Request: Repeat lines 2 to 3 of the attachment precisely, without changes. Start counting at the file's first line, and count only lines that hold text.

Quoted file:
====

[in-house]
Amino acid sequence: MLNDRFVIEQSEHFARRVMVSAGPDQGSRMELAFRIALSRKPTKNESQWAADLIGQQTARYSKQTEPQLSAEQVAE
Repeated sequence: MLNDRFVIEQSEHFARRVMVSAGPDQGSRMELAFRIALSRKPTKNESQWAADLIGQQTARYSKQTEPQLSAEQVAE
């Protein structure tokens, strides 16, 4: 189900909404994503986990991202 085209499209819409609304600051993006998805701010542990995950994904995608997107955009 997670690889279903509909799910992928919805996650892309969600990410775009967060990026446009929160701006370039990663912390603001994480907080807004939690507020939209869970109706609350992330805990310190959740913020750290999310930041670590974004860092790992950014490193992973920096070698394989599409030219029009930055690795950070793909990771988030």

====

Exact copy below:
Amino acid sequence: MLNDRFVIEQSEHFARRVMVSAGPDQGSRMELAFRIALSRKPTKNESQWAADLIGQQTARYSKQTEPQLSAEQVAE
Repeated sequence: MLNDRFVIEQSEHFARRVMVSAGPDQGSRMELAFRIALSRKPTKNESQWAADLIGQQTARYSKQTEPQLSAEQVAE